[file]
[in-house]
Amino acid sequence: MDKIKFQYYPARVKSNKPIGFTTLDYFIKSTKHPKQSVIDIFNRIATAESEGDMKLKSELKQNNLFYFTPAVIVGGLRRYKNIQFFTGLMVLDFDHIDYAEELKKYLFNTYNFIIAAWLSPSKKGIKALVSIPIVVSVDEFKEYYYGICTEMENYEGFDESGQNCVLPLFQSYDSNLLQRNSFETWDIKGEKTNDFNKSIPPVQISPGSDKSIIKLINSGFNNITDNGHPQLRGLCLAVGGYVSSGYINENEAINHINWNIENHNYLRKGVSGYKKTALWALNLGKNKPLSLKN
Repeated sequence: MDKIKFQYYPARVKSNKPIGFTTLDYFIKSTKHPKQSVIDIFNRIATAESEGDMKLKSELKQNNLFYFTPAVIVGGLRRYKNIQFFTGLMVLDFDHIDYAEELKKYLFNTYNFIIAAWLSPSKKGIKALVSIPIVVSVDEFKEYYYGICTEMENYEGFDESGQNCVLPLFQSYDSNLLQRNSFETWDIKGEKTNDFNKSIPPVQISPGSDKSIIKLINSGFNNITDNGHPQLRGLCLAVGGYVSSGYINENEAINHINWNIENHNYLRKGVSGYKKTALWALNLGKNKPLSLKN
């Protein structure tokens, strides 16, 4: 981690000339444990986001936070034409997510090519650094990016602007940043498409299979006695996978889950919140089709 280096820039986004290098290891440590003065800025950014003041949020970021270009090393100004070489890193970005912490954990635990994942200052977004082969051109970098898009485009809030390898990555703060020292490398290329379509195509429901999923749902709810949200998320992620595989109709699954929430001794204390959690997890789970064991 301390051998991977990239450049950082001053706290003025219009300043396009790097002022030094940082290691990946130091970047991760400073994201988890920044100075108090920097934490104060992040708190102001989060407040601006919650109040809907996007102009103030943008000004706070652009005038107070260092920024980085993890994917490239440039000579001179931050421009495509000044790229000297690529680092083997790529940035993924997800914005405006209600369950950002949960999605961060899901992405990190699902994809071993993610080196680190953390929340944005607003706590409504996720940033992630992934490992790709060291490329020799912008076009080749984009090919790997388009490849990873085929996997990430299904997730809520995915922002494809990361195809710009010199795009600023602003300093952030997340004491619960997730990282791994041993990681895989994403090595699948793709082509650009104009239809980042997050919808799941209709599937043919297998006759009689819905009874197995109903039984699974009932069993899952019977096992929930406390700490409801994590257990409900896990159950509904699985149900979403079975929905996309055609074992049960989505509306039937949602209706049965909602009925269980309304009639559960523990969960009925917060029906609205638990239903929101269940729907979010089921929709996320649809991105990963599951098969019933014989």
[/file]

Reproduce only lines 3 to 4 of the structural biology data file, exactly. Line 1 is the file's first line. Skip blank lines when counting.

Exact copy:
Repeated sequence: MDKIKFQYYPARVKSNKPIGFTTLDYFIKSTKHPKQSVIDIFNRIATAESEGDMKLKSELKQNNLFYFTPAVIVGGLRRYKNIQFFTGLMVLDFDHIDYAEELKKYLFNTYNFIIAAWLSPSKKGIKALVSIPIVVSVDEFKEYYYGICTEMENYEGFDESGQNCVLPLFQSYDSNLLQRNSFETWDIKGEKTNDFNKSIPPVQISPGSDKSIIKLINSGFNNITDNGHPQLRGLCLAVGGYVSSGYINENEAINHINWNIENHNYLRKGVSGYKKTALWALNLGKNKPLSLKN
């Protein structure tokens, strides 16, 4: 981690000339444990986001936070034409997510090519650094990016602007940043498409299979006695996978889950919140089709 280096820039986004290098290891440590003065800025950014003041949020970021270009090393100004070489890193970005912490954990635990994942200052977004082969051109970098898009485009809030390898990555703060020292490398290329379509195509429901999923749902709810949200998320992620595989109709699954929430001794204390959690997890789970064991 301390051998991977990239450049950082001053706290003025219009300043396009790097002022030094940082290691990946130091970047991760400073994201988890920044100075108090920097934490104060992040708190102001989060407040601006919650109040809907996007102009103030943008000004706070652009005038107070260092920024980085993890994917490239440039000579001179931050421009495509000044790229000297690529680092083997790529940035993924997800914005405006209600369950950002949960999605961060899901992405990190699902994809071993993610080196680190953390929340944005607003706590409504996720940033992630992934490992790709060291490329020799912008076009080749984009090919790997388009490849990873085929996997990430299904997730809520995915922002494809990361195809710009010199795009600023602003300093952030997340004491619960997730990282791994041993990681895989994403090595699948793709082509650009104009239809980042997050919808799941209709599937043919297998006759009689819905009874197995109903039984699974009932069993899952019977096992929930406390700490409801994590257990409900896990159950509904699985149900979403079975929905996309055609074992049960989505509306039937949602209706049965909602009925269980309304009639559960523990969960009925917060029906609205638990239903929101269940729907979010089921929709996320649809991105990963599951098969019933014989």